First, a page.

In 1980, Apple went public and made Jobs and Wozniak multimillionaires. However, Jobs had refused to allow some employees of Apple to receive stock options, so Wozniak decided to share some of his founder stock with the rest of the team by either giving them away for free or at a heavily discounted price. This was dubbed "The Woz Plan".

Aircraft accident

In February 1981, Steve Wozniak crashed his Beechcraft Bonanza while taking off from Santa Cruz Sky Parkmarker. The NTSB investigation revealed that Wozniak did not have a "high performance" endorsement (making him legally unqualified to operate the airplane), and had a "lack of familiarity with [the] aircraft." The cause of the crash was determined to be a premature liftoff, followed by a stall and "mush" into a 12-foot embankment. As a result of the accident, he had retrograde amnesia and temporary anterograde amnesia. He had no recollection of the accident and, for a while, did not even know he had been involved in a crash. He also did not remember his hospital stays or the things he did after he was released: he followed his previous routine (except for flying), but could not recall what had happened. He would walk into rooms and forget why he was there and couldn't even remember which day it was. For example, he would go to work on Sunday, or stay home on a Wednesday, thinking it was the weekend. He began to piece together clues from what people told him. He asked his girlfriend, Candice Clark (an early Apple employee who worked in the accounting department), whether he had been involved in an accident of some kind. When she told him about the event, his short-term memory was restored; Wozniak also credits Apple II computer games for aiding him in restoring those "lost" memories. Wozniak and Clark got engaged later that year.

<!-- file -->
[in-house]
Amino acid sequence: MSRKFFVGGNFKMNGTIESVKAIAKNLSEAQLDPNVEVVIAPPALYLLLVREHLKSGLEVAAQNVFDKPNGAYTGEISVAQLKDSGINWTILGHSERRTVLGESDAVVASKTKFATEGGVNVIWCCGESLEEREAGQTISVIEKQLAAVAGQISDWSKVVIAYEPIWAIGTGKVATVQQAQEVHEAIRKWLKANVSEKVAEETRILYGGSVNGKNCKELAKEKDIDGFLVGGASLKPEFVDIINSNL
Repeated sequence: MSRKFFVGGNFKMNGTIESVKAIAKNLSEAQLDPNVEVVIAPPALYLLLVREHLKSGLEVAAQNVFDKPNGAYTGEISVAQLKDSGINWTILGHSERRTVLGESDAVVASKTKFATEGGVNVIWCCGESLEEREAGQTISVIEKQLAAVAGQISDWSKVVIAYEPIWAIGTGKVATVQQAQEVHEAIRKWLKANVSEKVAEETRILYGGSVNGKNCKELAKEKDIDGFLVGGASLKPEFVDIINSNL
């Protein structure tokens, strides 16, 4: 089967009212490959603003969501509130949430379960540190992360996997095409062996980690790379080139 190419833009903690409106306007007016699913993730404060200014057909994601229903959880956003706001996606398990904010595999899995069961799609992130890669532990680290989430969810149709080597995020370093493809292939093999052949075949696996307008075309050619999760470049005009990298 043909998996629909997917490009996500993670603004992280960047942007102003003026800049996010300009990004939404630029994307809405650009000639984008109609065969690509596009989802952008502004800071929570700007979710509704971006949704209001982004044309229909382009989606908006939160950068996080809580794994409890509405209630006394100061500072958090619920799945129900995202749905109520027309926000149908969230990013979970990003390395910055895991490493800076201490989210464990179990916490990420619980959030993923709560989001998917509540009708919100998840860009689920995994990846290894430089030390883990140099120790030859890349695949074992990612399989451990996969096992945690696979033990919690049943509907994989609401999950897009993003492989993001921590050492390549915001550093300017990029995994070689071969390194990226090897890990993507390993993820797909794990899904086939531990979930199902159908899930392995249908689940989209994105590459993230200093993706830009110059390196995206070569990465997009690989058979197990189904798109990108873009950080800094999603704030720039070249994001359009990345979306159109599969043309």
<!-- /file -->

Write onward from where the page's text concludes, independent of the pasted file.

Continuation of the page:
Ending employment with Apple

Wozniak did not immediately return to Apple after recovering from the crash. Instead, he married Clark and returned to UC Berkeley under the name "Rocky Raccoon Clark" (Rocky was his dog's name and Clark his wife's maiden name), finally earning his undergraduate degree in 1986. In May 1982 and 1983, Wozniak also sponsored two US Festivals to celebrate evolving technologies; they ended up as a technology exposition and a rock festival as a combination of music, computers, television and people.

In 1983 he decided to return to Apple product development, but he wanted no more of a role than that of an engineer and a motivational factor for the Apple workforce.